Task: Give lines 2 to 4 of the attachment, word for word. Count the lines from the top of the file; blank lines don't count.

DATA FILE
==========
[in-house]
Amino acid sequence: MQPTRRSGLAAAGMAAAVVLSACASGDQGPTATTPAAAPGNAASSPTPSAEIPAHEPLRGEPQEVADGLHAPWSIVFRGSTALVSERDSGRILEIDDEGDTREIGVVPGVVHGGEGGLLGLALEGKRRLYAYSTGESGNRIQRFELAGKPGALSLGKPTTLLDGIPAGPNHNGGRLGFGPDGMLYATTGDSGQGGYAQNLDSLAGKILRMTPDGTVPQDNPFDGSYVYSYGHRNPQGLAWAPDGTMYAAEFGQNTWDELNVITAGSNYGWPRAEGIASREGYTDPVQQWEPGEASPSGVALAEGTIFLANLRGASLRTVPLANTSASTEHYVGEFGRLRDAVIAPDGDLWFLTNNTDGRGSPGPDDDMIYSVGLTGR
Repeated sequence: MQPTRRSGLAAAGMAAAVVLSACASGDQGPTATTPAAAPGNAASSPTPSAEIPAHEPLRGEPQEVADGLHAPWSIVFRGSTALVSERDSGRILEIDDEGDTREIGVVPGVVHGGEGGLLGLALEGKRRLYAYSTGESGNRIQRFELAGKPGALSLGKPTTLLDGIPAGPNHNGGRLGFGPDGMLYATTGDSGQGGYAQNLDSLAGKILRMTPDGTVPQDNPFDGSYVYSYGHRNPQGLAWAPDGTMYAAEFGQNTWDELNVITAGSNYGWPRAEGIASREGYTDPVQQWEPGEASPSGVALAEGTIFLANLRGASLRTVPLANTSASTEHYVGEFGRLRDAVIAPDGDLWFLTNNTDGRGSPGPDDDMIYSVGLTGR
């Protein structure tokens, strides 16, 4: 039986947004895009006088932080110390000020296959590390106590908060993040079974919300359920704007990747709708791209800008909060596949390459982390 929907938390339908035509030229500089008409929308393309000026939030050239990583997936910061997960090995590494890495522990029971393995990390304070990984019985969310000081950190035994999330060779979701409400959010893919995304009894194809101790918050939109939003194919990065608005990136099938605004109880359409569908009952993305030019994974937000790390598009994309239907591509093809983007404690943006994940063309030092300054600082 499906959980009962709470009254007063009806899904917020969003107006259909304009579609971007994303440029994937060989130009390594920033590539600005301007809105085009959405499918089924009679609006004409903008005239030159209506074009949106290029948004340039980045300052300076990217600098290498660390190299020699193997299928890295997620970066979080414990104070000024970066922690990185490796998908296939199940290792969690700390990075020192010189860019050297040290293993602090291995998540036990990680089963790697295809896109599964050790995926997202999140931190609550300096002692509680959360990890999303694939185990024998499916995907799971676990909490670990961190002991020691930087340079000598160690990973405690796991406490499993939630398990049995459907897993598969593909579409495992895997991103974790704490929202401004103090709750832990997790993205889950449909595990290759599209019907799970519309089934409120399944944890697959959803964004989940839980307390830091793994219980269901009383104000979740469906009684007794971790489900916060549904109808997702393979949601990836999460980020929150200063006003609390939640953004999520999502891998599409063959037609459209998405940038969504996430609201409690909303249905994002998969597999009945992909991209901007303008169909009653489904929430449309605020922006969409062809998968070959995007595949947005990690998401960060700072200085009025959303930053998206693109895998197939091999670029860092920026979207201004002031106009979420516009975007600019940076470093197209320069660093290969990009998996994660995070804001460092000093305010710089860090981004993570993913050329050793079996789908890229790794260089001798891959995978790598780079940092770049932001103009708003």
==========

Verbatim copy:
Amino acid sequence: MQPTRRSGLAAAGMAAAVVLSACASGDQGPTATTPAAAPGNAASSPTPSAEIPAHEPLRGEPQEVADGLHAPWSIVFRGSTALVSERDSGRILEIDDEGDTREIGVVPGVVHGGEGGLLGLALEGKRRLYAYSTGESGNRIQRFELAGKPGALSLGKPTTLLDGIPAGPNHNGGRLGFGPDGMLYATTGDSGQGGYAQNLDSLAGKILRMTPDGTVPQDNPFDGSYVYSYGHRNPQGLAWAPDGTMYAAEFGQNTWDELNVITAGSNYGWPRAEGIASREGYTDPVQQWEPGEASPSGVALAEGTIFLANLRGASLRTVPLANTSASTEHYVGEFGRLRDAVIAPDGDLWFLTNNTDGRGSPGPDDDMIYSVGLTGR
Repeated sequence: MQPTRRSGLAAAGMAAAVVLSACASGDQGPTATTPAAAPGNAASSPTPSAEIPAHEPLRGEPQEVADGLHAPWSIVFRGSTALVSERDSGRILEIDDEGDTREIGVVPGVVHGGEGGLLGLALEGKRRLYAYSTGESGNRIQRFELAGKPGALSLGKPTTLLDGIPAGPNHNGGRLGFGPDGMLYATTGDSGQGGYAQNLDSLAGKILRMTPDGTVPQDNPFDGSYVYSYGHRNPQGLAWAPDGTMYAAEFGQNTWDELNVITAGSNYGWPRAEGIASREGYTDPVQQWEPGEASPSGVALAEGTIFLANLRGASLRTVPLANTSASTEHYVGEFGRLRDAVIAPDGDLWFLTNNTDGRGSPGPDDDMIYSVGLTGR
């Protein structure tokens, strides 16, 4: 039986947004895009006088932080110390000020296959590390106590908060993040079974919300359920704007990747709708791209800008909060596949390459982390 929907938390339908035509030229500089008409929308393309000026939030050239990583997936910061997960090995590494890495522990029971393995990390304070990984019985969310000081950190035994999330060779979701409400959010893919995304009894194809101790918050939109939003194919990065608005990136099938605004109880359409569908009952993305030019994974937000790390598009994309239907591509093809983007404690943006994940063309030092300054600082 499906959980009962709470009254007063009806899904917020969003107006259909304009579609971007994303440029994937060989130009390594920033590539600005301007809105085009959405499918089924009679609006004409903008005239030159209506074009949106290029948004340039980045300052300076990217600098290498660390190299020699193997299928890295997620970066979080414990104070000024970066922690990185490796998908296939199940290792969690700390990075020192010189860019050297040290293993602090291995998540036990990680089963790697295809896109599964050790995926997202999140931190609550300096002692509680959360990890999303694939185990024998499916995907799971676990909490670990961190002991020691930087340079000598160690990973405690796991406490499993939630398990049995459907897993598969593909579409495992895997991103974790704490929202401004103090709750832990997790993205889950449909595990290759599209019907799970519309089934409120399944944890697959959803964004989940839980307390830091793994219980269901009383104000979740469906009684007794971790489900916060549904109808997702393979949601990836999460980020929150200063006003609390939640953004999520999502891998599409063959037609459209998405940038969504996430609201409690909303249905994002998969597999009945992909991209901007303008169909009653489904929430449309605020922006969409062809998968070959995007595949947005990690998401960060700072200085009025959303930053998206693109895998197939091999670029860092920026979207201004002031106009979420516009975007600019940076470093197209320069660093290969990009998996994660995070804001460092000093305010710089860090981004993570993913050329050793079996789908890229790794260089001798891959995978790598780079940092770049932001103009708003």